2021 Federal Budget Includes Ambitious Immigration Goals – Immigration


2021 Federal Budget Includes Ambitious Immigration Goals

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The new federal budget for 2021 was released on April 19.
Ambitiously named “Budget 2021: A Recovery Plan for Jobs,
Growth, and Resilience”, the plan clearly sets its sights on
post COVID-19 economic recovery. As was already signalled by the
Honourable Marco E. L. Mendicino, Canadian Minister of Immigration,
in October of last year when he tabled an ambitious Immigration
plan at Parliament outlining goals for the coming three years, a
substantial part of the federal economic growth strategy relies on
economic immigration. 

For those who like cold hard numbers: Almost $430 million over 5
years will be spent on development and delivery of an
enterprise-wide digital platform that will gradually replace the
legacy Case Management System. This is Canada’s delivery on a
promise to revamp the system the Minister himself referred to as
“retro” so that it can position itself as a top
destination for global talent. Service Canada is to be a recipient
of nearly $50 million over 3 years in support of community-based
organizations in the provision of migrant worker-centric programs
and services (i.e., on-arrival orientation and assistance in
emergency and at-risk situations). IRCC will receive $55 million
over 3 years for employer audits, ensuring that temporary foreign
workers have appropriate wages and working conditions. Another $6
million will go to open work permit service delivery for vulnerable
workers; $15 million to support pilot programs for racialized
newcomer women and finally – welcome news to all who have had
to make this phone call – $74 million over 3 years to maintain
enhanced capacity and service standards within the Client Support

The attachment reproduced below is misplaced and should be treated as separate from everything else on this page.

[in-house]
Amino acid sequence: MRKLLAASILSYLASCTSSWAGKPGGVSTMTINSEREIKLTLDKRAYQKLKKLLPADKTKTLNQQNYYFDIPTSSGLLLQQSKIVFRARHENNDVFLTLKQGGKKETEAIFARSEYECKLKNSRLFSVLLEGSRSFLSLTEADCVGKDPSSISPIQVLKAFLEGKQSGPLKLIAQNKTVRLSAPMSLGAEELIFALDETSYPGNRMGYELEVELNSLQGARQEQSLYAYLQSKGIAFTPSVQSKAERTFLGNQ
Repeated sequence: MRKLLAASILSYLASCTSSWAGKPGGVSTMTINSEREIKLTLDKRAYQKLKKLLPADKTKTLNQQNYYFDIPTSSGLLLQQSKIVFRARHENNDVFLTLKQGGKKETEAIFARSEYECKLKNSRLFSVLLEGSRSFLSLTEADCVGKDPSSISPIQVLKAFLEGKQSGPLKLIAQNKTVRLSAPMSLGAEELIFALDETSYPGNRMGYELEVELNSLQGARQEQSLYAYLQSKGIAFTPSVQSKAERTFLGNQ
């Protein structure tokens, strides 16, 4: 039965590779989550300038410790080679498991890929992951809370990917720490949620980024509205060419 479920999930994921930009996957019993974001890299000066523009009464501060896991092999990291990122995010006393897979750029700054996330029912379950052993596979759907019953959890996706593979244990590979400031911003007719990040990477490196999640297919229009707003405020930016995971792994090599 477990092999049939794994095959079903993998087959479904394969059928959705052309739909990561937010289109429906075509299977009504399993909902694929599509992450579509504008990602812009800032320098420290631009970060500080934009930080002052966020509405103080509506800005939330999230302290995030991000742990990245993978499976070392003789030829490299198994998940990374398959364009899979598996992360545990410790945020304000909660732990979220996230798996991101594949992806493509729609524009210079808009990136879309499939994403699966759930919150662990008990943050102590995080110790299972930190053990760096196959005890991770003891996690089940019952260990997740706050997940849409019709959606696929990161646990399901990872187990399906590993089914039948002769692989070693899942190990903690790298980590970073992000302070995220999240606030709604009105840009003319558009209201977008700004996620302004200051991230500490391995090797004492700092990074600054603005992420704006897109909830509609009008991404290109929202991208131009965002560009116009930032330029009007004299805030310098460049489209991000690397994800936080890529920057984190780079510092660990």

Center to ensure timely support by phone and email for inquiries
related to IRCC services.

In addition to this, we can expect proposed changes to the
governing Immigration legislation, the Immigration and Refugee
Protection Act
, which will aim to improve IRCC’s ability
to identify candidates who meet Canada’s labour market needs
and wish to become permanent residents through the Express Entry

What these investments aim to do is rectify some of the damage
inflicted by COVID-19. Immigration creates jobs and continues to be
a key factor in Canada’s economic growth. However, the pandemic
has had a negative effect both on the economy, and the personal
circumstances of newcomers, particularly low wage workers, young
people, women, and racialized immigrants. The 2021 budget seems
aimed at the right points. On one hand, Canada is positioning
itself as the most desirable destination for immigration by
creating a modern and efficient immigration process. In many ways
however, that is the easiest part of the strategy. Ensuring that
the newcomers have the right circumstances in place to achieve
their best potential once they are here, is a much more challenging
objective. The current plan seems to be making moves in the right
direction on all counts.

The content of this article is intended to provide a general
guide to the subject matter. Specialist advice should be sought
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